Having lived in Greece for 20 years, I never thought to see the day when my right of residence would disappear overnight. Technically I had lived here illegally for 18 of those 20 years because I had never applied for a residence permit which is a Greek requirement, not a European one.
I decided to become legal two years ago because my UK driving licence was expiring and it was far less expensive and time consuming to exchange it for a Greek licence. To do that I needed a residence permit and to get a residence permit I needed to join the Greek NHS and abandon my rights in the UK.
I then experienced at first hand how appallingly Greeks are treated by their bureaucracy which will create every obstacle, legal or illegal, to try and prevent any application being successful. The first step in the game is to tell each applicant that they have not brought correct papers and they must go away, obtain them and come back and queue for another day. The queue starts at 6 a.m. so that early arrivals will get a number which will ensure that they do not have to queue for more than about 3 hours. For those arriving later it can be a wait of up to a full day.
Having queued with your new papers, you are then told that you do not need them, they are wrong and you need a different set of papers, so you have to go through the whole procedure again. And do not think of complaining. There is nobody to complain to. The security guards are there to ensure that you do not start shouting and screaming or taking your clothes off in frustration.
The residence permit was easy. It had to be signed by the chief Police Officer at the aliens Bureau but he had not bothered coming in to work that day. Amazingly the lady who dealt with my application telephoned him, told him to get to the office now as his signature was required for this Englishman’s papers. He duly arrived within less than 30 minutes. She gave me a knowing smile placed my permit on his desk and he stamped and signed it. Still smiling she handed it to me. She was pleased because she had exercised power over her superior and I was delighted because I had my permit.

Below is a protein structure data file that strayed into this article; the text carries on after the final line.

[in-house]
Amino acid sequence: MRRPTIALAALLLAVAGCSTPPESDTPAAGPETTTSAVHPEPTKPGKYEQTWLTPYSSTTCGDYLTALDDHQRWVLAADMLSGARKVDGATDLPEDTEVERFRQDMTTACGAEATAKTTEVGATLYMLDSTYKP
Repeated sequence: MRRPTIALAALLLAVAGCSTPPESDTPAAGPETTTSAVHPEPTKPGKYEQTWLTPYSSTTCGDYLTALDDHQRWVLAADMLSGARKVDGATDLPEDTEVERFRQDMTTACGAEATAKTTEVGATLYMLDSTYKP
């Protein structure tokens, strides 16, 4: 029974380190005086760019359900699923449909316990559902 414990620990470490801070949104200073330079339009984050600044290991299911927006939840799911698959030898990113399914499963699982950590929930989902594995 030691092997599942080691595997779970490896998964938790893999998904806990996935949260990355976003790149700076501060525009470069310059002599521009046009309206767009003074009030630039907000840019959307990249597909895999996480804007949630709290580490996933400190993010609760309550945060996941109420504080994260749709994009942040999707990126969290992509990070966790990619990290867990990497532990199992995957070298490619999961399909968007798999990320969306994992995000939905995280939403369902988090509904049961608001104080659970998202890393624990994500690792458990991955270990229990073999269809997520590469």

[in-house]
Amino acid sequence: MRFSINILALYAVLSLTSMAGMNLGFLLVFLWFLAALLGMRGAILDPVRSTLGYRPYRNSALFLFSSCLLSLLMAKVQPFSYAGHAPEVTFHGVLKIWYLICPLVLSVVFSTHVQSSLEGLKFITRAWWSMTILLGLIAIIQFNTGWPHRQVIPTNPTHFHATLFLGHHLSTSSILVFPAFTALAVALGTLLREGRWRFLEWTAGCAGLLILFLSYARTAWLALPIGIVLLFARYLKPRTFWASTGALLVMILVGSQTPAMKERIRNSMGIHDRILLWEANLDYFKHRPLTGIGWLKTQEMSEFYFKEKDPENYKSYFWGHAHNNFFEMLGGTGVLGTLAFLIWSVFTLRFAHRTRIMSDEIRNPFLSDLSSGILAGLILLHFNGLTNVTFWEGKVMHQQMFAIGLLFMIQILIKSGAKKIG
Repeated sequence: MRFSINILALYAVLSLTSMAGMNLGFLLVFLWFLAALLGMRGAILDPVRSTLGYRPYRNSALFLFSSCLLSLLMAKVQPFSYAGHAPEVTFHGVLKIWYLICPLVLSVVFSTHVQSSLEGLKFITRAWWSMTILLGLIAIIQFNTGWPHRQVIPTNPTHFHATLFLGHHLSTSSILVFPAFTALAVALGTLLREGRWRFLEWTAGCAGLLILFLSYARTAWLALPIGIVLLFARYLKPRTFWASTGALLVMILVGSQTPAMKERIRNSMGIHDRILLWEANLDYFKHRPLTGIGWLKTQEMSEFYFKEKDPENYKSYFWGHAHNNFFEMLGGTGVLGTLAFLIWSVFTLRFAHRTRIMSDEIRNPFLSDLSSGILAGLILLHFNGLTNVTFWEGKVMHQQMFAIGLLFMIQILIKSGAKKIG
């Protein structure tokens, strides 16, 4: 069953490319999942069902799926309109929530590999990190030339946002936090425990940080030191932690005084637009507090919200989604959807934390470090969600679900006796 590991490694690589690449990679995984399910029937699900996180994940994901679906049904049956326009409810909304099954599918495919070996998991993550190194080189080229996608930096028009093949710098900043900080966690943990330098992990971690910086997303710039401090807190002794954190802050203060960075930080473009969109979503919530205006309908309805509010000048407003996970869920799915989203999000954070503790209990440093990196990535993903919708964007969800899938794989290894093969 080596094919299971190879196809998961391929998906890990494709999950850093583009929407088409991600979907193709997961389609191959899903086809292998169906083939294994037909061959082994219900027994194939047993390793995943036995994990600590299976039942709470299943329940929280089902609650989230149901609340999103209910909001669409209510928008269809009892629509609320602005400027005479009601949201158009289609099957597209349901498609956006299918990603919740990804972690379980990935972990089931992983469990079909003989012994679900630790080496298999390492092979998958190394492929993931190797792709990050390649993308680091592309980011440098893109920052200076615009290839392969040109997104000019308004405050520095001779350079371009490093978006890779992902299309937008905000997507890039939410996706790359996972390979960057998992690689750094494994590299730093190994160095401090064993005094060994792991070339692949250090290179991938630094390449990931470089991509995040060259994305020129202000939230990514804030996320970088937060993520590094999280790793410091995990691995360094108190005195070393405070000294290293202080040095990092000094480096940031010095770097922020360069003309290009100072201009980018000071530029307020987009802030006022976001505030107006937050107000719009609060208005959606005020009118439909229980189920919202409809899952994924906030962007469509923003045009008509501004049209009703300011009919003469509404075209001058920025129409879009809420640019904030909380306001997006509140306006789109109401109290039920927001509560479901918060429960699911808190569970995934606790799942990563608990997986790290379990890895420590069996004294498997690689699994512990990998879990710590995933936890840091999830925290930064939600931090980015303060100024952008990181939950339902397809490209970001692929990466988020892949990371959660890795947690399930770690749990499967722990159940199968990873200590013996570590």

Getting the new driving licence was also easy as I was only told to go away once and come back with the “correct” papers.
This is all part of the European system which the UK has just voted to leave. I have lost my residence rights and my medical rights but there are far more EU expats living in the UK than there are ex pat Brits living in the EU, so it is expected that Greece and Spain for example will not be too rigid in how they deal with UK illegals and the same may go for France and Germany.
The strange thing is that I do not think I can be deported from the EU because the EU does not allow the deportation of illegal immigrants, so I am unlikely to end up in a camp in Dover. In any event my existing rights in Greece may also be protected by some obscure provisions of a previously unheard of UN charter on human rights.
If necessary I will claim my rights as an illegal immigrant. These will include free transport by train or bus from the Macedonian border to Munich ( my destination of choice), where I expect free accommodation of a reasonable standard plus all the financial benefits which the EU lavishes on its illegal immigrants. I can not be expected, as a pensioner, to obtain employment and hopefully I could still draw my state and private pensions from the UK. Prosperity looms
This morning’s European newspapers are up in arms about the mess the EU is in and are claiming to a man, for immediate root and branch reform – reforms which if the UK had been listened to would probably have avoided the need for a referendum. In other words we may have just saved Europe from the collapse which its leaders were too blind to see was about to happen.